paulo72 / Paul

Designer and Maker of digital things.

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Huffduffed (181)

  1. Fireside Chat: Brian Eno

    Electronic music didn’t start with Brian Eno, but it was certainly never the same after him. On Roxy Music’s first two albums he helped make synthesizers and tape effects part of a rock lineup, pricking the ears of future synth-pop creators such as Human League. As a solo artist he forged a new genre, which he dubbed ambient music, before effectively becoming a one-man genre himself, lending touches to Genesis (where he’s credited with “Enossification”), John Cale, and David Bowie during his golden Berlin period. There wasn’t much in the way of experimental 70s music that wasn’t made a little odder by Eno’s touch. But that touch could also be a multiplatinum one, as he showed as a producer for U2 in the mid-80s and Coldplay 20 years later. In the 90s he created perhaps the most widely heard music of all: the six-second start-up sound for Microsoft’s Windows 95 operating system. Typically mischievous, he later let it be known that he’d created it on a Mac.

    (The token-tagged MP3 link this uses will probably expire at some point. You can listen to it at http://www.rbmaradio.com/shows/brian-eno-fireside-chat instead.)

    —Huffduffed by paulo72

  2. ♫ Episode #35 – Musician and Developer Peter Chilvers on Brian Eno’s Album and App Reflection

    Musician and developer Peter Chilvers discusses making apps with Brian Eno, including the new generative music composition Reflection.

    http://www.thenexttrack.com/%e2%99%ab-episode-35-musician-and-developer-peter-chilvers-on-brian-enos-album-and-app-relfection/

    —Huffduffed by paulo72

  3. Brian Eno on Why Do We Make Art & What’s It Good For?: Download His 2015 John Peel Lecture | Open Culture

    Image by BBC Radio 6

    "Symphonies, perfume, sports cars, graffiti, needlepoint, monuments, tattoos, slang, Ming vases, doodles, poodles, apple strudels. Still life, Second Life, bed knobs and boob jobs" — why do we make any of these things? That question has driven much of the career (and indeed life) of Brian Eno, the man who invented ambient music and has brought his distinctive, at once intellectual and visceral sensibility to the work of bands like Roxy Music, U2, and Coldplay as well as the realm of visual art. Back in September, he laid out all the illuminating and entertaining answers at which he has thus far arrived in giving the BBC’s 2015 John Peel Lecture.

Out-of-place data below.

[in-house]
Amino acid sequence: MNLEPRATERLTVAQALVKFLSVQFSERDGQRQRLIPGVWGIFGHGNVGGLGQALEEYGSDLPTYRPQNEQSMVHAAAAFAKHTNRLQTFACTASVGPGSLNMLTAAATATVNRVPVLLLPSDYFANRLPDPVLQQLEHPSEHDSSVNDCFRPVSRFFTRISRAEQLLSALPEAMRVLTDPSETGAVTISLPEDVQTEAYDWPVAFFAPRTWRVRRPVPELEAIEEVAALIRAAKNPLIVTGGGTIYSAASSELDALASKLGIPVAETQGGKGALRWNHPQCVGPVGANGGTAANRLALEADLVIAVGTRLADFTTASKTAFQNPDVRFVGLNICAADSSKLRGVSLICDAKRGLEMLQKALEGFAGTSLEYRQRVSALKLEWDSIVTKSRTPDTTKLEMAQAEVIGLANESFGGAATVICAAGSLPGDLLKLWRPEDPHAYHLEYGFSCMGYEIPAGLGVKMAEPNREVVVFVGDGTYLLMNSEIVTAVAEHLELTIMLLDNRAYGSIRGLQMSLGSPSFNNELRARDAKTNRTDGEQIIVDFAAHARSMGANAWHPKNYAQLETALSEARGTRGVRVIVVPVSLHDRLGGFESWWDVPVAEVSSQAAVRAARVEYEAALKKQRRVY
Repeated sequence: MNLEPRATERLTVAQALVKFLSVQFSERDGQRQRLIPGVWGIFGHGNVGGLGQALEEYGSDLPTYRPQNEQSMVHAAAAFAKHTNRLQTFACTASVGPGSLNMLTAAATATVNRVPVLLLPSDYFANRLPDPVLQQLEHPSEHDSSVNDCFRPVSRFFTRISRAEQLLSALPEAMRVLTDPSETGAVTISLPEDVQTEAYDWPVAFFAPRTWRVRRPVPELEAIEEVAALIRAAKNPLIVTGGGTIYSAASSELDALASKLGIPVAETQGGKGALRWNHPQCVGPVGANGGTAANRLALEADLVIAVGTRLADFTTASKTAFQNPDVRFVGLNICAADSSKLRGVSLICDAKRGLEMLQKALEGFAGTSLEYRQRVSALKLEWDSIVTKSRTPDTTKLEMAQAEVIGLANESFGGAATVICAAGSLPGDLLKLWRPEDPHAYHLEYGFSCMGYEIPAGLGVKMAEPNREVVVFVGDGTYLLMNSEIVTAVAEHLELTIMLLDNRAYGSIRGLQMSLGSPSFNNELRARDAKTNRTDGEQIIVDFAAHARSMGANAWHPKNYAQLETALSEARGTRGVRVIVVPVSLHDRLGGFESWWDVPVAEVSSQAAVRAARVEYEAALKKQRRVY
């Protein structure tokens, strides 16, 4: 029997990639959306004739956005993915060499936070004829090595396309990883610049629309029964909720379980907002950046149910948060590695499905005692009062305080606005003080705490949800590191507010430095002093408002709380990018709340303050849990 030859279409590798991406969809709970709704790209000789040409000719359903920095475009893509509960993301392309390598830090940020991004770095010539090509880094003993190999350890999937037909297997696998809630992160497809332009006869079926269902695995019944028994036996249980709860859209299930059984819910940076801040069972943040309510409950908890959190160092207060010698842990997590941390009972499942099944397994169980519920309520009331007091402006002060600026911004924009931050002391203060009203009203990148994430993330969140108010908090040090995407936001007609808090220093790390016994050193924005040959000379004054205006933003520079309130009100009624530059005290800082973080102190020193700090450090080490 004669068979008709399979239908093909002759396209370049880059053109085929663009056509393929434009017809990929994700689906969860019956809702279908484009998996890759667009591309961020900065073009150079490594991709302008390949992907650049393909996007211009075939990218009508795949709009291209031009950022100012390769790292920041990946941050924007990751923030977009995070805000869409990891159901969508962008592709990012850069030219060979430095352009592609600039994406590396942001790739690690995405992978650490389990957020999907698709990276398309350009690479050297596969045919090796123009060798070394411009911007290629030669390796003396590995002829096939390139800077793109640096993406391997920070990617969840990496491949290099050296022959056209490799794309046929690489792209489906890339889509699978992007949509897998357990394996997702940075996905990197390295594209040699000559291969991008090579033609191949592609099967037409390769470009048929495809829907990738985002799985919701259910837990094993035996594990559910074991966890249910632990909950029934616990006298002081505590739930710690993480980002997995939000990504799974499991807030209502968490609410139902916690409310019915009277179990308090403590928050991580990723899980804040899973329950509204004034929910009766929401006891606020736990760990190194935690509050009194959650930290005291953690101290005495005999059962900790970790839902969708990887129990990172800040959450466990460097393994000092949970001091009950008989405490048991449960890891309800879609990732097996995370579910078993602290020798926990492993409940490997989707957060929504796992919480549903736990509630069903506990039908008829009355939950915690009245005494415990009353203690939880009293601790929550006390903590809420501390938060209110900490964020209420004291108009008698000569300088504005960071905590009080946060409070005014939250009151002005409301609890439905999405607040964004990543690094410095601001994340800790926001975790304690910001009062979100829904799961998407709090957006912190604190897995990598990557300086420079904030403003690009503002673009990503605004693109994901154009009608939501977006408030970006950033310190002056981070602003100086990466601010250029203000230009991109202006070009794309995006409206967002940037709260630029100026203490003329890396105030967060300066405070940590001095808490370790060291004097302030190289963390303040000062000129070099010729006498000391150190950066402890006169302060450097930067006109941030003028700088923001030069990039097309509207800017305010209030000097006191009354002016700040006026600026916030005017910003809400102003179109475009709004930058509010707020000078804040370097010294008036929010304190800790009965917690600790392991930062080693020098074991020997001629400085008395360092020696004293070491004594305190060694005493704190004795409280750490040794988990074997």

http://open.live.bbc.co.uk/mediaselector/5/redir/version/2.0/mediaset/audio-nondrm-download/proto/http/vpid/p033smws.mp3

    We featured Eno’s wide-ranging talk on the nature of art and culture, as well as its utility to the human race, back when the Beeb offered it streaming for a limited time only. But now they’ve made it freely available to download and listen to as you please: you can download the MP3 at this link. You can also follow along, if you like, with the PDF transcript available here, which will certainly be of assistance when you go to look up all the people, ideas, works of art, and pieces of history Eno references along the way, including but not limited to the "STEM" subjects, Baked Alaska, black Chanel frocks, the Riemann hypothesis, Little Dorrit, Morse Peckham, Coronation Street, airplane simulators, the dole, Lord Reith, John Peel himself, Basic Income, Linux, and collective joy.